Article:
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Presenting information is never about the presenter--it's always about the audience.
Get to know who they are, in order to use their common knowledge and experience: What's most important to them? What motivates them? What's their background? How do they prefer to communicate? What "language" do they tend to use?
The way you frame your information matters--the language, terms, and examples you choose to use will have a huge impact on what your audience remembers and understands.
Paint a verbal picture. You will make the problem tangible, and the solution appealing.
While using long, technical words might seem impressive, it rarely helps anyone understand what's being said.
Opt for using simple, everyday language. Along those same lines, avoid any acronyms, jargon, or highly-niche phrases. When it's impossible to avoid, make sure to define any complex terms.
SIMILAR ARTICLES & IDEAS:
What’s most important to them? What motivates them? What’s their background? How do they prefer to communicate? What “language” do they tend to use?
If something is too complicated, people are most likely to be confused by it, or worse, forget about it.
The way you frame your information matters – the language, terms, and examples you choose to use will have a huge impact on what your audience remembers and understands.
So, paint a verbal picture. By sharing information, you make the problem tangible, and the solution appealing.
When trying to explain complex information to an audience, the first task is to get the content of what you're saying right.
How we communicate is also cr...
Try not to use technical language. If you do, make sure it is absolutely necessary in order to help the audience understand or appreciate your point – and ensure that you explain the word or term immediately afterwards.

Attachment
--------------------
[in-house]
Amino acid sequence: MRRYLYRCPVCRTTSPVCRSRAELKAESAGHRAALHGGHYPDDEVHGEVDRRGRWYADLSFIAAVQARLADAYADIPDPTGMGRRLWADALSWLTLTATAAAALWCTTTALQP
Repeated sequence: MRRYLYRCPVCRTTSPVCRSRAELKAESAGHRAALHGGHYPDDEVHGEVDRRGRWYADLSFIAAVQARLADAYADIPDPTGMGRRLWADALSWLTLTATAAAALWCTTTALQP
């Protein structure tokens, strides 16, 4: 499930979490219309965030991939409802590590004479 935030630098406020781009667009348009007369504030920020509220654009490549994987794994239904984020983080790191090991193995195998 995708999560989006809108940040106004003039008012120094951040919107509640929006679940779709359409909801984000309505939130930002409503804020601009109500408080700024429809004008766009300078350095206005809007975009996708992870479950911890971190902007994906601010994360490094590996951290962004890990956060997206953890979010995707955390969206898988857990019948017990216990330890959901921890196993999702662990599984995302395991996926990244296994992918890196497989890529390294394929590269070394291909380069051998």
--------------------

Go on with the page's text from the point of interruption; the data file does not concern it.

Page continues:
Keep your words as simple and clear as possible, and use real-life examples and illustrations where possible. But don’t patronize your audience.
If you look alert but relaxed, your audience will mirror this and feel the same way. Stand up straight, but relax any tension or stiffness in your body.
It’s a good idea to gesture with your hands in such a way that helps to make clear what you are explaining – but only do this if it feels natural, and try not to wave your arms around unnecessarily.
Generally speaking, if they're interested, they'll learn better, focus more, and actually take something away from the conversation.
Some people want you to do the work for them and can...
When you're trying to explain a complicated topic to someone, it's best to show what's in it for them. For technology, you can usually play off of people's desire for security, privacy, or simplicity.
You want to find the hook that catches them and go from there. Keep fishing until you find what matters and the rest of the explanation is easy.
Find related information people already know and expand on that. For example, understanding what a blog is can be described as "it's a magazine, but online." That's incredibly simplistic, but it gets the point across.